Heroic: 2 Kings 15:1-31

When we talk about life as people of faith, one question that will come up is how can we trust those who lead us. It’s a natural question for us since we have heard so many stories of pastors taking of This story today shows a list of leaders of Israel were not following God and ended up misleading the people of God. The crazy part of this story is that these were expected to lead to the people to a good place and were supposed to be chosen by God to lead. However, they took them down a path that many leaders do. They made the people fit their own plans and dreams instead of the path that God had made for them. It shows that leaders lead from what is inside them. It’s amazing that we tend to do things from our true values. When we live as heroes, we will be endowed on some level with a form of leadership, but as we do, we must keep the connection with who made us heroic in the first place.

If you look at the history of humanity, we are very inclined to express what we believe. We create our own stories from what is deep in our desires and we try to fit others around that mold. If you do not have a good path laid out for you and you are a leader, you could very easily take people down a path that does not create a good future. If you look at the era mentioned in the story, it is an era of prophets, and one thing they are very quick to point out is when kings and countries are going down a destructive path. We see that it has not changed that people lose sight of what is good when they just focus on being a leader. Most people have a leader inside them, but a good leader puts people before his own interest.

It takes a certain kind of connection to bring out the good in a body of faith. It takes being connected to the source of love, peace, and perspective outside of the self. Many leaders that have arisen have put so much hope in the fame and glory that came with leadership that they lost sight of what kind of hero God has made us to be. It takes hearing from the Spirit of God which will always lead us to love, joy, self-sacrifice, and anything that creates a better world.

And all of this brings a really good question into the conversation…

What are we connected to?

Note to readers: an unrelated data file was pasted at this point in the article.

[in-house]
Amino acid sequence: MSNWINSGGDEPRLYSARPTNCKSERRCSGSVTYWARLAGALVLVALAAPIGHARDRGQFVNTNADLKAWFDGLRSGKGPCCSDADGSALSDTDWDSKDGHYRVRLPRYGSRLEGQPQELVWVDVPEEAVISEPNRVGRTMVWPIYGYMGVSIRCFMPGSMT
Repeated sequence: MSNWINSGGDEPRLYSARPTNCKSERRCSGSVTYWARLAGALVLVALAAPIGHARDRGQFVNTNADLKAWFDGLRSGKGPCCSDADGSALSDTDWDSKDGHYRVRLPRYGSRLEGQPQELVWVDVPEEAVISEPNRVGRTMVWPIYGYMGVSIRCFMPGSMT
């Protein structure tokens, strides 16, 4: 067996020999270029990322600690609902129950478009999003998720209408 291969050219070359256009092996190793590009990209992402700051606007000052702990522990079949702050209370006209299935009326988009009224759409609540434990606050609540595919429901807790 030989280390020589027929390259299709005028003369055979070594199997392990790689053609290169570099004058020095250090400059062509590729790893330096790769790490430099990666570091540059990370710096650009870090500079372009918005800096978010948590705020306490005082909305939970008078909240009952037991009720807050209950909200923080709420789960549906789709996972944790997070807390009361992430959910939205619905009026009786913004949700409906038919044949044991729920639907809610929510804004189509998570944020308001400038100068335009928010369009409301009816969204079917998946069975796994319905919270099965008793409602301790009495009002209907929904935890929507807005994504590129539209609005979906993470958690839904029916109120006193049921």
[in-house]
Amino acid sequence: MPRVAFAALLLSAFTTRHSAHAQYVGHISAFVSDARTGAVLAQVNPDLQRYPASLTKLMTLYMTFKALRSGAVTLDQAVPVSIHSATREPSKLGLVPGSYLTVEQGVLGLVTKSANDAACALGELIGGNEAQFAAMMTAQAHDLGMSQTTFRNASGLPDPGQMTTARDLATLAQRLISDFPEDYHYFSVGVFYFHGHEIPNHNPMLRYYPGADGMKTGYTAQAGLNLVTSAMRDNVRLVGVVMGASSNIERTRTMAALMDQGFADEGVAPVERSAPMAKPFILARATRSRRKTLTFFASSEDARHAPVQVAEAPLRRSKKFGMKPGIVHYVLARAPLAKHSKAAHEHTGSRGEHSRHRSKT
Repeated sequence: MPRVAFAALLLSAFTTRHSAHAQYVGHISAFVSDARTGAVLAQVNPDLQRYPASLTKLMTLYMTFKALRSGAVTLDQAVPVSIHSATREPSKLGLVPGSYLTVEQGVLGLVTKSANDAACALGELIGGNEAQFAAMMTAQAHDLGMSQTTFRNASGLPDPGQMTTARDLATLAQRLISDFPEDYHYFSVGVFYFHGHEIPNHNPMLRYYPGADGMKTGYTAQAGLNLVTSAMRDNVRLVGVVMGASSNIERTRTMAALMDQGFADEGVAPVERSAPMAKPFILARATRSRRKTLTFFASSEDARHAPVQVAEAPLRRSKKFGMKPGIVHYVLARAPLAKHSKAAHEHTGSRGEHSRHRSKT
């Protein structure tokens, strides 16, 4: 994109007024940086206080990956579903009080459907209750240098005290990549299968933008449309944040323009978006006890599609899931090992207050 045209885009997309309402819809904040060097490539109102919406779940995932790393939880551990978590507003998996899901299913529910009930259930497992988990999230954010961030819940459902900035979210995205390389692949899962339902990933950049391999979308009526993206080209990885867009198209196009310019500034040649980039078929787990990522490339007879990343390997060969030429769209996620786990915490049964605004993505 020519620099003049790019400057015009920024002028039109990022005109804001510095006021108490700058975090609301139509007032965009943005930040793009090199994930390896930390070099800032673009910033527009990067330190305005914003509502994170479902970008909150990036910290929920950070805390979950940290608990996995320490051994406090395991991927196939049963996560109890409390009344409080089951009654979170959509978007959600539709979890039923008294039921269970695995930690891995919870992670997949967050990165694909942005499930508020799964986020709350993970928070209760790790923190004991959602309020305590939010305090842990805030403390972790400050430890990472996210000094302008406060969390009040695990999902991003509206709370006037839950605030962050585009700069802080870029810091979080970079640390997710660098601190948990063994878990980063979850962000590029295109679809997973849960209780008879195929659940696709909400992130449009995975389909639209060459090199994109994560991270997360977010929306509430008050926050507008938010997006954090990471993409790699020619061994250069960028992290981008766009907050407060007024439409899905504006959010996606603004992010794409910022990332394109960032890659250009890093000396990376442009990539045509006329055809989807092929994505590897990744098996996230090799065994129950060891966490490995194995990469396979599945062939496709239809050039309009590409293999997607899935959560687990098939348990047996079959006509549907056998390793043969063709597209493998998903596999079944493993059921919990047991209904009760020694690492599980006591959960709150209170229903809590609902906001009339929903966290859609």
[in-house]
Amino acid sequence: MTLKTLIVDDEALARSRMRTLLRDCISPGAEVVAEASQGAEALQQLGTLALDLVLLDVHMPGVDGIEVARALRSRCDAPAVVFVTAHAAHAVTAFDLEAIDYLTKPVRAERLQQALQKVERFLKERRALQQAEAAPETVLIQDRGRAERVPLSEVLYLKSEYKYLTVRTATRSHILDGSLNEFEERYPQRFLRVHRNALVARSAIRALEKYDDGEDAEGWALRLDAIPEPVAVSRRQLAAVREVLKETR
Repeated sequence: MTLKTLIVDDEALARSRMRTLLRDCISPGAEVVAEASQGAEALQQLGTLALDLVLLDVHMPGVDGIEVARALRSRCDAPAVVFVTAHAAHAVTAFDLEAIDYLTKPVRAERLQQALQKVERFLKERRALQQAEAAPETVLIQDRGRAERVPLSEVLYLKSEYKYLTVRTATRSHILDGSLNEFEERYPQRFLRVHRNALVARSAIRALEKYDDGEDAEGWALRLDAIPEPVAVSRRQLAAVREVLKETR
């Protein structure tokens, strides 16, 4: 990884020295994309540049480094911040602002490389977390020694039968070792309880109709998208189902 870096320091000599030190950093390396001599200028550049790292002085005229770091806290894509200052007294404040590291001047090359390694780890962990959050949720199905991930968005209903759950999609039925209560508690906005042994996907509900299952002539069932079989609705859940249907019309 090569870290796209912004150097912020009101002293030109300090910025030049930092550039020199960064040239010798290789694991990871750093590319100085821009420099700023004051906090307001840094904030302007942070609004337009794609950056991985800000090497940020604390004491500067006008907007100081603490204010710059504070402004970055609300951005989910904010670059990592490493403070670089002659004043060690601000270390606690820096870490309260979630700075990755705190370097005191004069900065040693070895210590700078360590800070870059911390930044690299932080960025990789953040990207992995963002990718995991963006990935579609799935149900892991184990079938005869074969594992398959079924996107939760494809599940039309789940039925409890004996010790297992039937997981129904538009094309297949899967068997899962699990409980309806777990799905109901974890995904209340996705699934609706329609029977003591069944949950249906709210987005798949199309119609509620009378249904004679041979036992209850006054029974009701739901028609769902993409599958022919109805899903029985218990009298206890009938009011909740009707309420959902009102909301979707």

Are we connected to fame, power, money, influence? What drives us in the end will define the decisions that we make. That is not just true for individuals. It’s true for communities. Bodies of local believers can take on their own persona which includes a system of values. Just walk into any church and you will see that to be true (Ever worn a t-shirt of a rock band into a traditional rural church?) No one is perfect and everyone gives into these value systems on some level, but its good to be aware of that reality. How we travel on the road affects every other person. The best way to counter the negative effects of selfish leadership or even the community spirit that can exclude other, we should be aware of the path that God has set for every individual in order to define community. The Spirit of God is the compass for our journey. Before Christ was glorified, he promised us a presence with us. This all means we all have access to the transformation away from selfishness and greed which can ruin the world. We have been enabled to choose love, faith, and joy. We can live better lives in light of the acts of God. The only question is will we choose to realize it.

July 4th (America and the Church)

I wanted to post on this again, since today is the Fourth of July. I struggle with the idea that America is the nation of God. It doesn’t seems to make much sense to me. I have been looking at references to the Kingdom of God/Heaven in the New Testament and there are a few things that stand in the way of calling this nation the Nation of God.

1) America wasn’t around during the time that the Scriptures were written. If Jesus was representing the Kingdom of God, Heaven (which is defined as the place where God dwells), and America had not been born, then it would have to mean that there these two are not parallels. The events leading to America started much later in world history. Jesus also was speaking to the only political entity to ever be given such a title, which was Israel. The title has changed, since Israel is not necessarily the nation of God. That title has fallen to the Church, which has opened the membership to everyone across nations, kinships, races, etc. God has merely allowed America to gain much, but the frightening question is why He has done so.

2) The Kingdom in the times referred to in the Bible is ruled by God. There is nothing in the founding documents, or in current American law that gives God the ruling of President of the USA (God can actually only be totalitarian since His rule is conditioned on the complete obedience of those under him).

3) The Prophets, Jesus, and the writers of the letters continually mention or reference the kingdom coming. If the Church has fulfilled the messianic hope of the new kingdom, then it must follow that America can fall in line and recognize our commissioning by God (my apologies to the Republican platform). Although I am American, I must say that when it come to representing either this country or the nation of God, I choose God.